Incendiary recording from October 2021 captured a closed-door conversation between then-city council president Nury Martinez, De León and council member Gil Cedillo, and Ron Herrera, the head of the Federation of Labor of Los Angeles County. Local eminences were apparently meeting to discuss proposed redistricting maps of the city’s 15 council districts, but the conversation included racist and derogatory remarks about blacks, Jews, Armenians, Indigenous peoples and gay people.

At one point, Martinez – who has since resigned from the council – said Councilor Mike Bonin, who is white, treated his young black son as if he were a “prop” and described the boy as “Parece changuitoor “like a monkey”. Herrera also resigned from his influential position.

De León appeared to compare Bonin’s handling of her child to Martinez holding a Louis Vuitton handbag.

De León repeatedly apologized for attending the meeting, describing the handbag comment as a joke directed at Martinez’s “penchant for luxury accessories” and saying he should have intervened at various other moments of the conversation to put an end to the racist remarks. .

Recent efforts to recall Board members Mike Bonin and Nithya Raman, Dist. Atti. George Gascón and Mayor Eric Garcetti all failed because recall leaders failed to collect enough signatures to take the issue to voters.

However, recalls that make it the ballot often succeed, Spivak said.

Spivak cited recent history in San Francisco, where voters successfully recalled three school board members and Dist. Atti. Chesa Boudin earlier this year. Polls on Gascón’s recall campaign also showed the effort would have had a good chance of succeeding had it passed.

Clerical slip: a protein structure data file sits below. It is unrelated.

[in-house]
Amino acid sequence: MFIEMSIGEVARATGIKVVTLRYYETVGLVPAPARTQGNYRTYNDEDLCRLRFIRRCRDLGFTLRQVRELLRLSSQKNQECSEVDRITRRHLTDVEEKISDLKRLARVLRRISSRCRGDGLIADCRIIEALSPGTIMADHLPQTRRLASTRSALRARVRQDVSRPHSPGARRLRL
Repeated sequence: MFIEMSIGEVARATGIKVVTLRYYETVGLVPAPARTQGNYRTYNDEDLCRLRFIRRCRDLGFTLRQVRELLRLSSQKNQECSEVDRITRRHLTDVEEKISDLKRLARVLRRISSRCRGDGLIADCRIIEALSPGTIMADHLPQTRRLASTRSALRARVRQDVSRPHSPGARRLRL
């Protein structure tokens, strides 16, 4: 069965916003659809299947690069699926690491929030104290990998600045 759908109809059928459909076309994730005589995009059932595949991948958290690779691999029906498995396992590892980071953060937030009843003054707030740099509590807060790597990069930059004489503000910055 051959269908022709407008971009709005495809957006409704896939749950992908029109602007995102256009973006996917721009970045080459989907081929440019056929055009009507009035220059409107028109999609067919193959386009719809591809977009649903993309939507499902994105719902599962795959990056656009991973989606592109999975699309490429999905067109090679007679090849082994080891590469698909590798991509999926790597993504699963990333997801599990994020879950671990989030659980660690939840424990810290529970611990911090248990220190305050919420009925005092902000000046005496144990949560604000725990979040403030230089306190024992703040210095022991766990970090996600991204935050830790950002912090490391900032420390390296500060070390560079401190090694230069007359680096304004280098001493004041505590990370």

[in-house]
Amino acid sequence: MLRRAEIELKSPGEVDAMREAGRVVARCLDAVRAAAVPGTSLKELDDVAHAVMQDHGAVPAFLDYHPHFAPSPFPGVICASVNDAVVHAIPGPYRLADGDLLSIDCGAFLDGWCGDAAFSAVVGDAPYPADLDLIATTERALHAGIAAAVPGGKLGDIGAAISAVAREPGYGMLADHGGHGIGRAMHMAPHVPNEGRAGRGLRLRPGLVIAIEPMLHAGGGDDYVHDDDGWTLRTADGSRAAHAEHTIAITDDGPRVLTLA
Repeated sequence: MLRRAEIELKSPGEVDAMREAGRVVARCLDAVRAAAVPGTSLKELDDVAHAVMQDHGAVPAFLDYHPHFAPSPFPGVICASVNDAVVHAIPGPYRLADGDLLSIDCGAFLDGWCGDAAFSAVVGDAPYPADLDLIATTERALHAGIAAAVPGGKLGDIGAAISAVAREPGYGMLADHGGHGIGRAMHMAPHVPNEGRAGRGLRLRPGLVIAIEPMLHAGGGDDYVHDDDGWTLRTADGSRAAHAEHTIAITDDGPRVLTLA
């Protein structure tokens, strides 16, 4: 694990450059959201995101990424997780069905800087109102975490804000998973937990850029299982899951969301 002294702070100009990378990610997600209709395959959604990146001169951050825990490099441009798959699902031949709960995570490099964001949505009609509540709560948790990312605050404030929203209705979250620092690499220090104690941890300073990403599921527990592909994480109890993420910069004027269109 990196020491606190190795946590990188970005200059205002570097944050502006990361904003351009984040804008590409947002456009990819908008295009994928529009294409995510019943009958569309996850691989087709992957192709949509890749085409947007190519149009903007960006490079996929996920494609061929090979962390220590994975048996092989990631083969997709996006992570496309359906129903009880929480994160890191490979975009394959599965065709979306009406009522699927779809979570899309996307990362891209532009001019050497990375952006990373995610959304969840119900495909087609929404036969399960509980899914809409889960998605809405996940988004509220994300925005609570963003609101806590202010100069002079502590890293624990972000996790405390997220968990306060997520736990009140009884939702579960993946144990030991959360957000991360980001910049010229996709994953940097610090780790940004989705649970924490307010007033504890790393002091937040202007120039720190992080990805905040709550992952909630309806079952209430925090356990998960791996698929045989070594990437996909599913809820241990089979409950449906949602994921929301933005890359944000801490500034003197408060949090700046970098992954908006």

“He’s exactly the type of recall that would have a good chance of getting a vote,” Spivak said of a potential De León recall. But he also warned that De León’s prominence as a politician could help him thwart a recall campaign.

Despite the public outcry, De León seems to have a well of support in his district. At recent city council meetings, a number of residents of the district who identified themselves called to express their support for him, saying he should remain in office.

Protests over the continued presence of Cedillo and De León have made it difficult for the board to continue in recent weeks. The rest of the board lacks the power to remove De León and Cedillo, whose terms end in December. Neither De León nor Cedillo have attended meetings for the past two weeks.

If other recall supporters in the district join forces with Adkins, the campaign could make unlikely bedfellows. Many of De León’s loudest criticisms have come from activists on the city’s most left-wing flank, while Adkins has frequently reposted political posts made by accounts including Trump 2020, the Donald Trump Fan Club and Silent Majority Chooses Greatness Trump 2024 on his Facebook page, according to previous reports from The Times.

Times writer David Zahniser contributed to this report.